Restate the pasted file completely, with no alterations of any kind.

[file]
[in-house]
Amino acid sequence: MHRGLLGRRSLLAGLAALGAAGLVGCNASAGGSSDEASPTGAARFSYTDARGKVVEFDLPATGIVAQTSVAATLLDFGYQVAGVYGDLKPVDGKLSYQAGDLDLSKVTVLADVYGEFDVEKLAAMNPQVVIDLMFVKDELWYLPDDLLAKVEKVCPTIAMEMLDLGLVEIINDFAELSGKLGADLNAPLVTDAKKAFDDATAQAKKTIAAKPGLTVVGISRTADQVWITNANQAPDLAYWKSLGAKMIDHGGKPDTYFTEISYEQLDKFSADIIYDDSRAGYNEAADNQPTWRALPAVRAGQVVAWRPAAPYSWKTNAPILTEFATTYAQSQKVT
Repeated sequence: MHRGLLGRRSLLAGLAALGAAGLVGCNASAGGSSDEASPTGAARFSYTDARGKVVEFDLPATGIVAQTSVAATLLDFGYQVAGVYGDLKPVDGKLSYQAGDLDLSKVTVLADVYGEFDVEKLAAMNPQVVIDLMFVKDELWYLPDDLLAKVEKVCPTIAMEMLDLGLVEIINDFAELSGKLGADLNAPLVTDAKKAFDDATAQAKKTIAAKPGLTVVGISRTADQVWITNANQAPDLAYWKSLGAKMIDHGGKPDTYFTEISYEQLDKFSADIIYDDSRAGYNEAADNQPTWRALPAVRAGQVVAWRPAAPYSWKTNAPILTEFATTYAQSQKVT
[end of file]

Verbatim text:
[in-house]
Amino acid sequence: MHRGLLGRRSLLAGLAALGAAGLVGCNASAGGSSDEASPTGAARFSYTDARGKVVEFDLPATGIVAQTSVAATLLDFGYQVAGVYGDLKPVDGKLSYQAGDLDLSKVTVLADVYGEFDVEKLAAMNPQVVIDLMFVKDELWYLPDDLLAKVEKVCPTIAMEMLDLGLVEIINDFAELSGKLGADLNAPLVTDAKKAFDDATAQAKKTIAAKPGLTVVGISRTADQVWITNANQAPDLAYWKSLGAKMIDHGGKPDTYFTEISYEQLDKFSADIIYDDSRAGYNEAADNQPTWRALPAVRAGQVVAWRPAAPYSWKTNAPILTEFATTYAQSQKVT
Repeated sequence: MHRGLLGRRSLLAGLAALGAAGLVGCNASAGGSSDEASPTGAARFSYTDARGKVVEFDLPATGIVAQTSVAATLLDFGYQVAGVYGDLKPVDGKLSYQAGDLDLSKVTVLADVYGEFDVEKLAAMNPQVVIDLMFVKDELWYLPDDLLAKVEKVCPTIAMEMLDLGLVEIINDFAELSGKLGADLNAPLVTDAKKAFDDATAQAKKTIAAKPGLTVVGISRTADQVWITNANQAPDLAYWKSLGAKMIDHGGKPDTYFTEISYEQLDKFSADIIYDDSRAGYNEAADNQPTWRALPAVRAGQVVAWRPAAPYSWKTNAPILTEFATTYAQSQKVT